Monday, November 1, 2010

The Grace of Children

Getting to know our students is one of the greatest perks of being a teacher. We educators don't roll out of bed each morning in hopes of a fat paycheck or lots of downtime during the day. Instead, we manage the paperwork and tedious meetings and emails and the poor pay and crowded classrooms and long hours so that we can enjoy the best part of our school day--our students.
     Few of us have not been touched by the grace of our students--those small and unexpected kindnesses that can surprise even the most jaded educator. From the tiny first graders who volunteer to help their teacher collect papers to the seniors who offer to carry heavy loads for us, we all benefit from being around children.
    The first time that I was on the receiving end of this grace was as a student teacher being observed for the first time. I was incredibly nervous even though I had just the perfect (to me, anyway) lesson ready to go. In the midst of my presentation, with my supervising teacher in the back of the room recording my real and imagined mistakes, I turned away from the class to write on the board. When I faced them again, there was a tiny, hastily written note: "Your pants are unzipped!" One of my students, aware of how nervous and unsure of myself I felt, had offered the most practical help possible!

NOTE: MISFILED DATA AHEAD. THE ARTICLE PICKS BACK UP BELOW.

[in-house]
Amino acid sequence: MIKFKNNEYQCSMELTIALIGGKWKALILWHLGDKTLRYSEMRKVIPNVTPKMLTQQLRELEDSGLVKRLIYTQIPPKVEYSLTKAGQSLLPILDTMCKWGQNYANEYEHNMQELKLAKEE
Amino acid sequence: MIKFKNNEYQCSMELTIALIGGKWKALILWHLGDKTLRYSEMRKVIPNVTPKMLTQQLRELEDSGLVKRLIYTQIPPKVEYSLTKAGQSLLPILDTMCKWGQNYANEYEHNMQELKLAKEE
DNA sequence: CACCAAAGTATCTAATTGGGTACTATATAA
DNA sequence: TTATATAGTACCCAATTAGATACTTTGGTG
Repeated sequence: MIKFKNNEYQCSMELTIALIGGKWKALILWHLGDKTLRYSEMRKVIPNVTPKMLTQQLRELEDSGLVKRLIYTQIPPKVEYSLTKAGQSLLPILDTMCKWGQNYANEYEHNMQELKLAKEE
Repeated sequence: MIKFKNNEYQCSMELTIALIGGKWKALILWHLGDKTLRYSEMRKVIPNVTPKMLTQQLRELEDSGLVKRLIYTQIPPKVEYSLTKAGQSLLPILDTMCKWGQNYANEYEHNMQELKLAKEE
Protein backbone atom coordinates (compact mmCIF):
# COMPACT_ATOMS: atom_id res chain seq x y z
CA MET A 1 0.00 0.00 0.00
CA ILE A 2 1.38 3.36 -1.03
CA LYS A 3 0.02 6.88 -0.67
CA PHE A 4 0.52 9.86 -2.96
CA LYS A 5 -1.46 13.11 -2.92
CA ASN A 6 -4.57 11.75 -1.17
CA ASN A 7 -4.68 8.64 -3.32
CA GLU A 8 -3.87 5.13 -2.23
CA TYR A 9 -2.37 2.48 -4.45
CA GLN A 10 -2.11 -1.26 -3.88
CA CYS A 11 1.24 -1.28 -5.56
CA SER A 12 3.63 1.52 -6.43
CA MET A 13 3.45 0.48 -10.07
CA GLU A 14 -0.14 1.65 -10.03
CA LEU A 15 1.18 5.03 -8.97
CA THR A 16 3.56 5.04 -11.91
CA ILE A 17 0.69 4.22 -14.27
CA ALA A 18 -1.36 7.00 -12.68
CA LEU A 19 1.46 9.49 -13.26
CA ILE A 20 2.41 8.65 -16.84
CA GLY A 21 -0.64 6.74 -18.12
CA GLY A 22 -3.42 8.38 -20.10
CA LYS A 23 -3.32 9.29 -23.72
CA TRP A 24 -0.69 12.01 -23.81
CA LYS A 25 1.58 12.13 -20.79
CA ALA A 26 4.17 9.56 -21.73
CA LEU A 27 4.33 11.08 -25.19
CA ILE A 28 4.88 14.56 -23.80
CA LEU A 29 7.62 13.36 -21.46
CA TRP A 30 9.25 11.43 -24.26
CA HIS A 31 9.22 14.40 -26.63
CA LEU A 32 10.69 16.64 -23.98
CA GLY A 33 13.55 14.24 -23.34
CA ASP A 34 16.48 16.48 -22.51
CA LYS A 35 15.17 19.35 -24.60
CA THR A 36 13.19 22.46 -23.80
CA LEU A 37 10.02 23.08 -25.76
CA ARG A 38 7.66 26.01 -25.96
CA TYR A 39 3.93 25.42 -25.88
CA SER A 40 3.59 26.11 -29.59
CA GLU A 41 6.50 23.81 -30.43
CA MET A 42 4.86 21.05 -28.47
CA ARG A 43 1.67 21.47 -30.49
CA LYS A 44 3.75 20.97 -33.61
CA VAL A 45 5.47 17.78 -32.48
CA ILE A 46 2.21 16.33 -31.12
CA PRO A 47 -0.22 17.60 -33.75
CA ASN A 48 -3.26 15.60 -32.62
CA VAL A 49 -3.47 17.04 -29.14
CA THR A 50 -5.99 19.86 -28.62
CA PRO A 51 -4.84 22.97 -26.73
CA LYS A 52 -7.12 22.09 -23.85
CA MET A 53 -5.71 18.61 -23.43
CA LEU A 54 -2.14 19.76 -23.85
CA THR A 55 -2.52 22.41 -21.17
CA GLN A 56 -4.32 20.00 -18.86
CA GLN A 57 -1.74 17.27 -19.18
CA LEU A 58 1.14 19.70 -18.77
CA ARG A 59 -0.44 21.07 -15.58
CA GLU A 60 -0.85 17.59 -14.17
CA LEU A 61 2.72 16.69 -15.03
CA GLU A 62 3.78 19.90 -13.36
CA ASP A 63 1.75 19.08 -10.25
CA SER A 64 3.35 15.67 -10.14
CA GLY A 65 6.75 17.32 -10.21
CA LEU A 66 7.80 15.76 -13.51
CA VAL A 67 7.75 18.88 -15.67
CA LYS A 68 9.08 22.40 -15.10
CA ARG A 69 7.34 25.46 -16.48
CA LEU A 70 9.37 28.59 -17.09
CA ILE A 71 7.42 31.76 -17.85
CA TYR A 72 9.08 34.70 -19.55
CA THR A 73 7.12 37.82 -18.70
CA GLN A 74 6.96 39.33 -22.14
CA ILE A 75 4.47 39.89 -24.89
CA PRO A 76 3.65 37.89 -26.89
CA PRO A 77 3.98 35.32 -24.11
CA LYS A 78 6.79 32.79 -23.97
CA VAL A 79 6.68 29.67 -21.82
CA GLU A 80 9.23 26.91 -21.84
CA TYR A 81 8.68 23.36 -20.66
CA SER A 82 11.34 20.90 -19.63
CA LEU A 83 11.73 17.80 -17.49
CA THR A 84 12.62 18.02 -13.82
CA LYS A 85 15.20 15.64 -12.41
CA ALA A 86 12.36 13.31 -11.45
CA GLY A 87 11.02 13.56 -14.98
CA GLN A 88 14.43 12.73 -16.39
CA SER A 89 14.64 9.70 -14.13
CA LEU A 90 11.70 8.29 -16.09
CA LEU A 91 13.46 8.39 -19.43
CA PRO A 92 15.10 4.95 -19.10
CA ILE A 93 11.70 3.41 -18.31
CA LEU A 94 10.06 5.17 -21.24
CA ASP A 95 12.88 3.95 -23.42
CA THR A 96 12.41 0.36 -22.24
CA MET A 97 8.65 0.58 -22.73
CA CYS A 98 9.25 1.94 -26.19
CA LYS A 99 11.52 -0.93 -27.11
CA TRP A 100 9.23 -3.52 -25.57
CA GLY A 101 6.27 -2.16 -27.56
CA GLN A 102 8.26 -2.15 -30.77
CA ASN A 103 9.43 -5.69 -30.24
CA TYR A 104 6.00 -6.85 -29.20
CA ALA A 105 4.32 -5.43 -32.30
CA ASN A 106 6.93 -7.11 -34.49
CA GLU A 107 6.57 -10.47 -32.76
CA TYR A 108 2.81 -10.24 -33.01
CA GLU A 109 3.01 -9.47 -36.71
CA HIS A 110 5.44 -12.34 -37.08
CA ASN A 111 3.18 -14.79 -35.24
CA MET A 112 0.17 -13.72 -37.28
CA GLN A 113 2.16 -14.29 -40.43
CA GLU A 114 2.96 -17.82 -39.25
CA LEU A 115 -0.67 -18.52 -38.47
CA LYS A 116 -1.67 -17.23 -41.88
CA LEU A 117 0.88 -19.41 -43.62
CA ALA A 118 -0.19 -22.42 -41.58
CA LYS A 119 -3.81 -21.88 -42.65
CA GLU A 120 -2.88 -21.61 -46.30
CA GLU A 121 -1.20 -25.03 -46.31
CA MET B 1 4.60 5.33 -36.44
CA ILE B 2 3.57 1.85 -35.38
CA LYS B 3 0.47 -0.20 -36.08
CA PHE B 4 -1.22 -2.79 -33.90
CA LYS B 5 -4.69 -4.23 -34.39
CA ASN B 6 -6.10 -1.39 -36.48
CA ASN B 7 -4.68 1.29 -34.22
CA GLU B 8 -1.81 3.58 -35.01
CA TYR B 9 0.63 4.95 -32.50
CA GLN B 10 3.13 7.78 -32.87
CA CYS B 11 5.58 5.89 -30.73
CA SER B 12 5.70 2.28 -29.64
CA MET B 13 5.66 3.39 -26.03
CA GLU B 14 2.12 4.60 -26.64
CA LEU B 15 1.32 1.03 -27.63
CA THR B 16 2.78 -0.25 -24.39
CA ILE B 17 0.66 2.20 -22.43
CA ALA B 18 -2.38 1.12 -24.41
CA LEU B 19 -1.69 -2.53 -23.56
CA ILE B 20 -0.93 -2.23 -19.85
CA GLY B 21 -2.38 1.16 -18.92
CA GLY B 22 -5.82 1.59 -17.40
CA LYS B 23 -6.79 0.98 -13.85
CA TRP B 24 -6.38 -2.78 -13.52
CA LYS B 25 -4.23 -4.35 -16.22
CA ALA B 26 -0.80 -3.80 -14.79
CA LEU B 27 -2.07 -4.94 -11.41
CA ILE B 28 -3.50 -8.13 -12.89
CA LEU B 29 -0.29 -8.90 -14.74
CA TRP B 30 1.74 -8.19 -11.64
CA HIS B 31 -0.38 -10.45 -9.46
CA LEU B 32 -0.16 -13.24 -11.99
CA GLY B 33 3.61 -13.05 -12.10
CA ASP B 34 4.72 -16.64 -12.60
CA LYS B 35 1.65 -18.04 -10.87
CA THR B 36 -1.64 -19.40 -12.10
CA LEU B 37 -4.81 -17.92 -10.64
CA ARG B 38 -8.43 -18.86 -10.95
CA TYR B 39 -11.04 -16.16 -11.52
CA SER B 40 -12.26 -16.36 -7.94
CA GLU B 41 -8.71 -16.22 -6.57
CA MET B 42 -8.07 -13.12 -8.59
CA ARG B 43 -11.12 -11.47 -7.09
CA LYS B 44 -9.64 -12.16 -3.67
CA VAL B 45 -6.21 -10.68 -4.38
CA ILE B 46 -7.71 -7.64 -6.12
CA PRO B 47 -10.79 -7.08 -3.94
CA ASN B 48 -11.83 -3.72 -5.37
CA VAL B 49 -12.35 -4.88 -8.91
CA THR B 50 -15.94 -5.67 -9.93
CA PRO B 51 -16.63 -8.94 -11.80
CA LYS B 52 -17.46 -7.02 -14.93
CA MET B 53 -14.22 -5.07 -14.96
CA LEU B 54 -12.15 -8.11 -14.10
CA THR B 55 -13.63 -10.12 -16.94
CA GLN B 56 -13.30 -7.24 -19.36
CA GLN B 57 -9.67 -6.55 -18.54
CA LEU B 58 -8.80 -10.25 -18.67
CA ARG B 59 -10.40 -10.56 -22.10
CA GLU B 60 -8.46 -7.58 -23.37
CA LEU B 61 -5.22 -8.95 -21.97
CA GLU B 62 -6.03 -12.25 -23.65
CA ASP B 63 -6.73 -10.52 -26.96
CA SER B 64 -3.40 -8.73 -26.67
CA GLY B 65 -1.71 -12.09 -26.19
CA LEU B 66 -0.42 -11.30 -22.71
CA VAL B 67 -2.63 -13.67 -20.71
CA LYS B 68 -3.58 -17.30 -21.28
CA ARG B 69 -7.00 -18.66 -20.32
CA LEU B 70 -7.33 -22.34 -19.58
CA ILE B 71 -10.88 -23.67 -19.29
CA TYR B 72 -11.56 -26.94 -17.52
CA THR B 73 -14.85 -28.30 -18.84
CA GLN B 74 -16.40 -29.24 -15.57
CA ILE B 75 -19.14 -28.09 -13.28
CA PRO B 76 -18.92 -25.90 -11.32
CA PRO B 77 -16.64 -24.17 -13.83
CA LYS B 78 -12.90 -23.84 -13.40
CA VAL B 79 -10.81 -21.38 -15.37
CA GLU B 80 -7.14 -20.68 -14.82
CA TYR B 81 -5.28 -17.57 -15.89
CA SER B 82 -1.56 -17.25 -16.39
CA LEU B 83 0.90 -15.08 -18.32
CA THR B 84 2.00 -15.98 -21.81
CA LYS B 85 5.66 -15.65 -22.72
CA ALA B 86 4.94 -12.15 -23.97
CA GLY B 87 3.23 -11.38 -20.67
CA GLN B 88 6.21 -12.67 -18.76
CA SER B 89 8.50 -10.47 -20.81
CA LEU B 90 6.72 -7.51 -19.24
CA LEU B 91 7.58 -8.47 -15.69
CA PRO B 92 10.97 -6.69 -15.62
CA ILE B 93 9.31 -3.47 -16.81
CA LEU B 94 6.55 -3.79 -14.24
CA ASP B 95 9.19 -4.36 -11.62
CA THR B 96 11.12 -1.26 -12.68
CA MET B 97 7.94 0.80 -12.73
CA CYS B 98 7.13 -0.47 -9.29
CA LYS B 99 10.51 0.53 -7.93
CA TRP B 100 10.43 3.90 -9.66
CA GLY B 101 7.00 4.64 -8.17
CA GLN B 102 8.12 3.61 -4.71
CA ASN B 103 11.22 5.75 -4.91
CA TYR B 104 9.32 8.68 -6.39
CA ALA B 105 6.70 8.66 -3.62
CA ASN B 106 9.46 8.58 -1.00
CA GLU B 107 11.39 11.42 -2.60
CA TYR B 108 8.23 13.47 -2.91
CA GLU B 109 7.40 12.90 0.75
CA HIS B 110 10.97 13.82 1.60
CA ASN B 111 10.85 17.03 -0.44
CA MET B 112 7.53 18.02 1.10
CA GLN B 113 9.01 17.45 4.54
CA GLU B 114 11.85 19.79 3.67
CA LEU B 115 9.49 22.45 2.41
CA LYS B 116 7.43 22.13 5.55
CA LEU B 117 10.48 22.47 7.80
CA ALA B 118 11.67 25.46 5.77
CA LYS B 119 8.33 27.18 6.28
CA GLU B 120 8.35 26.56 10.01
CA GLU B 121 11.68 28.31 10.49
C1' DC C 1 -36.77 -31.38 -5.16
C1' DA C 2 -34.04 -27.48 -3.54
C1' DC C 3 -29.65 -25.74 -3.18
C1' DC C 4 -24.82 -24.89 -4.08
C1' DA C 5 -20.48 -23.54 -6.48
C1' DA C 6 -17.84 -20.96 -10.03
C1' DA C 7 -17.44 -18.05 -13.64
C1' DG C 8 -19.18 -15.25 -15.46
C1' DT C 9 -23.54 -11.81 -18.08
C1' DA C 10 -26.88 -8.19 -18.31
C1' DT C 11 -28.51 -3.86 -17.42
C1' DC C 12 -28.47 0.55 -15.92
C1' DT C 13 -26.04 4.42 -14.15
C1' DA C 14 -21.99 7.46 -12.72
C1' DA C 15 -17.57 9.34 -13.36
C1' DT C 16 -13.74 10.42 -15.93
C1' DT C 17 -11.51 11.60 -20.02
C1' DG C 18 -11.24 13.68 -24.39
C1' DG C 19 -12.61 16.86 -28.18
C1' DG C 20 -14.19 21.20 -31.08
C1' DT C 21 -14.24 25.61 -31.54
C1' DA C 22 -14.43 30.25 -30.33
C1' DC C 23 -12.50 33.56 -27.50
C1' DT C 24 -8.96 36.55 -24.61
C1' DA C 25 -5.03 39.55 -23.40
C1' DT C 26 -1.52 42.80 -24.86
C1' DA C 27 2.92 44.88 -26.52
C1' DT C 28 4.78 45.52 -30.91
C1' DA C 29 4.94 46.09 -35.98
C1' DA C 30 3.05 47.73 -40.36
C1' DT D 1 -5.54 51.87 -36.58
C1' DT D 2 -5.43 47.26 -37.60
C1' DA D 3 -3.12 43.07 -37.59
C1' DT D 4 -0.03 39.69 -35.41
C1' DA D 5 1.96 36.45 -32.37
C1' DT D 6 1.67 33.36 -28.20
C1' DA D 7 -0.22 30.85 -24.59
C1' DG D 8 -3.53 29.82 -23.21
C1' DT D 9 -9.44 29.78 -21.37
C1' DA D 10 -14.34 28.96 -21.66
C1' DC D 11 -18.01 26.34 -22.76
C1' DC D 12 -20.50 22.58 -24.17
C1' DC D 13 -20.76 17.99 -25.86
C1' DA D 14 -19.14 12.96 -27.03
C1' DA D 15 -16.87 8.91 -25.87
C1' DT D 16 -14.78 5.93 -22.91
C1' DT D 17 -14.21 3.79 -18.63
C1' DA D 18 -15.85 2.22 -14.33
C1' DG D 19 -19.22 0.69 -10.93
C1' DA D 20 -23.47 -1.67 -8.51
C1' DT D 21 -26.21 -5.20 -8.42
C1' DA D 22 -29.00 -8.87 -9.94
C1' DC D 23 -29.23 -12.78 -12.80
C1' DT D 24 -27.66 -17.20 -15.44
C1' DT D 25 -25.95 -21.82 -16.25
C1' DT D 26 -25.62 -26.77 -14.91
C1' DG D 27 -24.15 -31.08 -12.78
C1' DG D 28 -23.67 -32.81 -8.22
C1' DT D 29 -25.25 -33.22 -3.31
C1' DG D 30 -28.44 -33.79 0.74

Since then, my students have continued to offer the best parts of themselves in countless ways. Recently, a colleague lost a dear family member and missed school for several days. I watched as our shared students passed around a condolence card so that each one could write a brief message of sympathy. When their teacher returned, she was treated gently for a few days by even the most demanding students. Our students forgot their own adolescent issues for a little while and treated her with dignity, affection, respect and, yes, with grace.
     I have never made it a secret that I enjoy being with my students. I hope that attitude is reflected in the books that I write as well as in the workshops that I give for other teachers. I want everyone who chooses education as a career to feel the same way I do. Sometimes, though, in the relentless press of the daily grind, it is hard to remember why we teach. On those days, I remind myself that I don't teach a subject, I teach students. Each one of them deserves the best from me.

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